Ethical Investment: An overview including challenges


Magazine article
Ethical investment has come a long way since the mid eighteenth century, when the Religious Society of Friends (Quakers) prohibited members from participating in the slave trade.
Ethical investment - also called sustainable investment, responsible investment and socially responsible investment (SRI) - is more popular than ever.
Definitions vary but a simple one is anything that reflects the values of the investor - for example, environmentally-friendly technology or social loans for local communities.
About £12.2 billion is invested in UK green and ethical retail funds, according to Ethical Investment Research Services.
Ethical investment used to be a matter of avoidance. Investors would tell their advisers to avoid putting their money into things such as tobacco, alcohol or arms companies.
But as the market has matured, investment strategies have become more active and less passive.
Investors are picking technologies or industries, such as electric cars, energy-efficient agricultural equipment, or making energy from waste, that make a positive contribution to environmental or social issues. 
The attractions for financial advisers and their clients are financial as well as ethical.
Sustainable investment funds generally performed better financially than their mainstream counterparts, according to research published in August 2013 by Moneyfacts.
The average ethical fund delivered returns of 24% over a year, compared with the 18% growth displayed by the average non-ethical fund, the research found. 
The Quilter Cheviot Climate Assets Fund has returned 39.9% from launch in March 2010 to March 2014. This compares with the IMA Mixed Investment 40%-85% Shares Sector delivering 32.47% over the same period (Bloomberg).
Which types of ethical investment offer the best potential returns for investors? Five areas stand out: energy efficiency (or low carbon energy); food; health; resources and water. These technologies are growing fast and have typically produced good returns for investors over the past few years.
Energy Efficiency
The global population is growing faster than at any other time, with about 800 million more people expected in the next ten years and six out of ten living in urban rather than rural areas.
The energy-efficiency sector – which includes improvements in buildings, such as insulation and lighting, and transport efficiency, such as railways and electric vehicles – is growing at around 10% annually (International Energy Agency / IEA).
It’s expected to reach around $1trillion (c.£592 million) by 2020 (Source: Bank of America’s Thematic Investing Team) 
Transport is growing fast, thanks to strong demand for products such as catalytic convertors, which convert carbon monoxide poisonous gases from car exhaust systems into carbon dioxide.
Demand for this and other green transport technologies is set to increase as governments pass legislation requiring vehicles to reduce pollution.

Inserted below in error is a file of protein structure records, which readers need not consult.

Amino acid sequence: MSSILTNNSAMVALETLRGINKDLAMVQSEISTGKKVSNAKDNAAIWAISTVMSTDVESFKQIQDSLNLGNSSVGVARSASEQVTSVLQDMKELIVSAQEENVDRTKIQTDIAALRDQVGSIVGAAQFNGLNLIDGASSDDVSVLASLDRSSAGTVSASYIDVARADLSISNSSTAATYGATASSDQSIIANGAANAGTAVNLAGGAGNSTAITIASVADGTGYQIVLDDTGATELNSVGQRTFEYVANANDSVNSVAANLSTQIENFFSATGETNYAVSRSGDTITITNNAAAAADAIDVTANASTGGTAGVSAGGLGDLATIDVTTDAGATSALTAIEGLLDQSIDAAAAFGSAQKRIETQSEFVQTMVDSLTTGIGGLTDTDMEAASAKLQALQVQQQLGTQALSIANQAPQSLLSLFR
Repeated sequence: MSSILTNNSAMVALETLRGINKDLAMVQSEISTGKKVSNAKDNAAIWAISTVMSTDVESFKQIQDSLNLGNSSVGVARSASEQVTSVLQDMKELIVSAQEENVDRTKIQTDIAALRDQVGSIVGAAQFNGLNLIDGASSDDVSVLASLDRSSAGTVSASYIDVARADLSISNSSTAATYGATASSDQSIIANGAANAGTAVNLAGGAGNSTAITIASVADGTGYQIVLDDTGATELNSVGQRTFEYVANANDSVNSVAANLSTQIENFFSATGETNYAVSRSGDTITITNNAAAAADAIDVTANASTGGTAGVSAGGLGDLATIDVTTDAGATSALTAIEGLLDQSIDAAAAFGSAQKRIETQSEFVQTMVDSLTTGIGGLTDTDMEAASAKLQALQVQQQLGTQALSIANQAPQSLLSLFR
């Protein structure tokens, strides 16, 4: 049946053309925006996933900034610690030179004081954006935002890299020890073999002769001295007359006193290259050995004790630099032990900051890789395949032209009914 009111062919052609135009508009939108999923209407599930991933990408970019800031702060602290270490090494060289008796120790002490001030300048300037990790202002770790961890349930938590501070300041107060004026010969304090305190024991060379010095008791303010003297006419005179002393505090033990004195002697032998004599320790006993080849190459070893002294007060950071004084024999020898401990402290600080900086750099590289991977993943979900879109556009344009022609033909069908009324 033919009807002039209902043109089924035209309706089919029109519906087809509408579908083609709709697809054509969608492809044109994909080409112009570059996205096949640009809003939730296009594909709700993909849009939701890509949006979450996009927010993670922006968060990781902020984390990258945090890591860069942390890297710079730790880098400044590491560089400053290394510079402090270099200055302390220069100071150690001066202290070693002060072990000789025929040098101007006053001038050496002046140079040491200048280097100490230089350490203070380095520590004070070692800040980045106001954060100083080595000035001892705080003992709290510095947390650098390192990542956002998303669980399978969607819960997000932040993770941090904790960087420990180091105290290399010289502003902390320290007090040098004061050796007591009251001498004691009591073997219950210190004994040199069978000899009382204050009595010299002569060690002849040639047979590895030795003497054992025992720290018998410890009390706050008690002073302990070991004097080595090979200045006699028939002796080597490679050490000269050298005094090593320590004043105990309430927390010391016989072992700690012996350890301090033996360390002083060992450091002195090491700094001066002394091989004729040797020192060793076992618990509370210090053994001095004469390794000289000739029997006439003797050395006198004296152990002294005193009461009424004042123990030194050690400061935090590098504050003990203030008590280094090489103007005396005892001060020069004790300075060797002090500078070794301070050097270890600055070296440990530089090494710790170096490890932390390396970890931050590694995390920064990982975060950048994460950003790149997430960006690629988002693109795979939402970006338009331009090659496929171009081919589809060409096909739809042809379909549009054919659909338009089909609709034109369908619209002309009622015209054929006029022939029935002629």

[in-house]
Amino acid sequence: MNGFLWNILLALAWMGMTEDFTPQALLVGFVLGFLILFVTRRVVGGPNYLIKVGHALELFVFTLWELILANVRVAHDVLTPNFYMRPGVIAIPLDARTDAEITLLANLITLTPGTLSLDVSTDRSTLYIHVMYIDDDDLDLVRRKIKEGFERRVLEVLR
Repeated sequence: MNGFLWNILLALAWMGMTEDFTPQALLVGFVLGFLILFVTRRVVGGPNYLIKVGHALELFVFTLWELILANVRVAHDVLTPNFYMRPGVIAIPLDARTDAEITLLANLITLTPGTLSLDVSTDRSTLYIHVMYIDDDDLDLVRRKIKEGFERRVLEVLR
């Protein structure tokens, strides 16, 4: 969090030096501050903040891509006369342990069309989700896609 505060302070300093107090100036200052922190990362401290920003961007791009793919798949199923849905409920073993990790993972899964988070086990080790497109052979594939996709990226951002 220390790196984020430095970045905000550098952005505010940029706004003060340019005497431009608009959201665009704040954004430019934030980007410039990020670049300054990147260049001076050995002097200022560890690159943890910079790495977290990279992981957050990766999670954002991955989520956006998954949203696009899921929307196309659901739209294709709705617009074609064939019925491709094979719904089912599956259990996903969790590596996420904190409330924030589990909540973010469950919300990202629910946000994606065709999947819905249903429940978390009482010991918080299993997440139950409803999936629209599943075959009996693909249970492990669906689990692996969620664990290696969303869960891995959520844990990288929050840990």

Lighting is another bright spot for ethical investors. It accounts for 16% of electricity consumption in the UK and 19% globally. Efficient lighting, such as compact fluorescent or LEDs (light emitting diodes), which use less energy than traditional ‘incandescent’ lighting, is becoming the norm.
China will continue to play a vital role in the auto industry value chain. There are already more automotive assembly plants in China than in any other country in the world.
As the global population rises, farmers are having to produce more food. 
In the developing world, people are eating more protein – a dietary shift that will further increase pressure on farmers to produce more. 
Using less energy can help farmers improve output and cut costs. Energy-efficient machinery can help. 
For farmers, a 20% cut in energy costs can be the equivalent of a five per cent increase in sales, according to the UK’s Carbon Trust, a publicly funded body that helps businesses cut emissions.
Agriculture is a very thirsty industry. It is currently consuming more than two thirds of the world’s fresh water. When growing cereal crops, farmers using conventional ways of irrigation can waste up to 40% of the total water withdrawals, particularly in developing countries.
Better irrigation of farmland - for example, using technology to schedule irrigation and keep soil at the right moisture - can reduce the amount of water that’s wasted and reduce costs.
Better drugs and medical treatments are helping people live longer. Meanwhile, governments are putting pressure on drug-makers to lower the price of drugs. 
To become more competitive, pharmaceutical companies need to focus on cost effective healthcare and targeted therapies. 
These trends make healthcare an attractive market for sustainable investments. Companies providing vaccines, generic drugs no longer in patent (which are much cheaper than branded drugs) new therapies to combat obesity and treat diabetes may be worth investing in. Technology is changing healthcare and creating investment opportunities. 
Robotic technology to help doctors do keyhole surgery is becoming more common. So is software allowing hospitals to create electronic-patient records. The benefits of electronic medical records are obvious: if you’re treated in a different hospital, maybe in a different country, your doctor can quickly view your medical history, including any medicines you’re allergic to.